I live about 3 miles from the Las Vegas massacre site. Since the news came flooding in a handful of hours ago, I have been one of many beings sucked into the tragedy, the trauma, the sadness and the outrage.
It’s a natural inclination to start pondering how and why this happened. Who on earth could intentionally cause death and destruction to thousands of people? What could the motive be? Did the shooter act alone or with a hate group? Is the media telling us the truth?
These are valid questions, but they don’t bring us to the heart of what’s happening, and they sure don’t bring us a sense of closure or safety.
To really understand how all this could occur, we have to look within.
Why People Kill Other People (It’s Not Because They’re Evil)
Every murderer has their own individual story and reasons for causing harm to another being, but I can promise it comes from one core issue: Pain. Deep, soul-ripping, mind-numbing pain.
Crime = cry – me.
In no way am I justifying the actions of anyone who chooses to harm another being. But this tendency we have to want to label anyone “evil” or “monstrous” isn’t helpful, true, or in any way healing. Their actions may be monstrous, but they are human. They are us.
We are all made of the same consciousness. Some of us shield immense trauma and use that to motivate us to be more compassionate and loving. Others experience a normal life yet spiral into anger and depression, and a select few of us will go forth and commit heinous crimes.
There is no formula of prediction, no handbook of horror. We desperately want to dissect the psyche of every killer so that we can feel safe in predicting the next psychopathic event. But it will never work that way. Darkness doesn’t wear a uniform mask. Darkness looks like you and me.
As difficult as it is to process, we will never be able to predict who among us will ultimately snap and cause harm. This is not a game of detective work, of criminal profiling, or even understanding psychology.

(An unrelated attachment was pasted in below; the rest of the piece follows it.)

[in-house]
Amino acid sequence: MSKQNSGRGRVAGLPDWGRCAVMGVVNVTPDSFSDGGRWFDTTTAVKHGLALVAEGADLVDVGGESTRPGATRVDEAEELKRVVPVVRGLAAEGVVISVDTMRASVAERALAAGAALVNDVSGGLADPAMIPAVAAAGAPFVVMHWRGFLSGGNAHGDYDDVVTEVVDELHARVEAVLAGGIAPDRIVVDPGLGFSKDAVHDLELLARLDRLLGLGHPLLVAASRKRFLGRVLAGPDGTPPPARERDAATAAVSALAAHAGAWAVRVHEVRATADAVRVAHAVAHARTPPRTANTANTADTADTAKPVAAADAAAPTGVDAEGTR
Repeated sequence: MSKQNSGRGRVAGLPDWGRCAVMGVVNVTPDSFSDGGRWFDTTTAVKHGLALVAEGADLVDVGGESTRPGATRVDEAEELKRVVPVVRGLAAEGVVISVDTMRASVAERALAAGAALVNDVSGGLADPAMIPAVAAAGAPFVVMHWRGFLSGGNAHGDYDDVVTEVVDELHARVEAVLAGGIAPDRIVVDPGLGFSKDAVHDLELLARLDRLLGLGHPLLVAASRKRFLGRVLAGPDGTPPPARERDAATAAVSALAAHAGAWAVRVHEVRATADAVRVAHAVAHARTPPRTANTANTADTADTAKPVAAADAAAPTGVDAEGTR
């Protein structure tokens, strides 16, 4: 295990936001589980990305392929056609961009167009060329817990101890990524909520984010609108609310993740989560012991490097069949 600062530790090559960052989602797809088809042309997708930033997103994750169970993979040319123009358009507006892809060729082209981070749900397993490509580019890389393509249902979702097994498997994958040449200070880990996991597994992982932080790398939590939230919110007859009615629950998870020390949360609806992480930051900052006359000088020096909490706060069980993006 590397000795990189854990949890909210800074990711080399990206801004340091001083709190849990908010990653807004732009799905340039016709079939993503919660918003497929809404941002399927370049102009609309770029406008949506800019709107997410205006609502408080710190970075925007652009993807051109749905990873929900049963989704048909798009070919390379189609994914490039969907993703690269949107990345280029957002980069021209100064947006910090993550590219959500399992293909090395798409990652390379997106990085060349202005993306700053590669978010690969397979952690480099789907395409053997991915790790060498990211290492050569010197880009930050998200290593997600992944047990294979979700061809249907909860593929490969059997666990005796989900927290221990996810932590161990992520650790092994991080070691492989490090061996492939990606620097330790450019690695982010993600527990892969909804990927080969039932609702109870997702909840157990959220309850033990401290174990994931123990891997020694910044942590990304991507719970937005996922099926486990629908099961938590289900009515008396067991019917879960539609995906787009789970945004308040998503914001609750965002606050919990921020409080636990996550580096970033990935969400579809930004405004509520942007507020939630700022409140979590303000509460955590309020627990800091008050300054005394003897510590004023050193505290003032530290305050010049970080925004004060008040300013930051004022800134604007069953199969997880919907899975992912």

But there is a way to crack this code.
If You Want to Know Someone Else’s Darkness, Look Inside and Feel Your Own
When we divide people into “good” and “bad” categories, we create a tremendous disservice in that separation. We deny ourselves the opportunity to really understand the force that causes the worst events in our world.
If you desire to understand what causes someone to shoot and murder another being, spend all the time you can getting to know the pain you hold inside your heart. Although we say that pain is relative, it is also universal. The force that causes someone to commit suicide is the same one that propels an act of violence externally too. It’s also the same force that puts millions on anti-depressants, causes untold numbers of anxiety attacks, and affects everyone on one level or another.
There is a killer and a saint inside each one of us. The more we are willing to actually recognize and feel that energy, rather than deny and fight with it, the more we are likely to be part of the love in this world, not the violence.
It’s Not the Darkness That Causes Us to Lash Out. It’s Our Relationship to It.
I love to call that untamed space we spend most of our lives trying to avoid inside ourselves the “darkness”. I adore that term because it’s impersonal, and does not imply evil or goodness. Darkness is neutral. It’s just a space absent of light.
So how is it the force that causes rape, murder, and madness?
In truth, that space is not responsible. We are. Our relationship to the energies within is what creates the actions that result.
Conflict manifests when resistance appears. And resistance generates fear. If we agree to feel the trauma and hurt we carry, we are not in conflict with it. That doesn’t make it easy or fun in any way to feel, but it does make it healing when we say yes to those emotions.
I am not immune to horrific bouts of darkness. I have attempted suicide, been wildly self-destructive, and have had trips into depression that literally lasted years.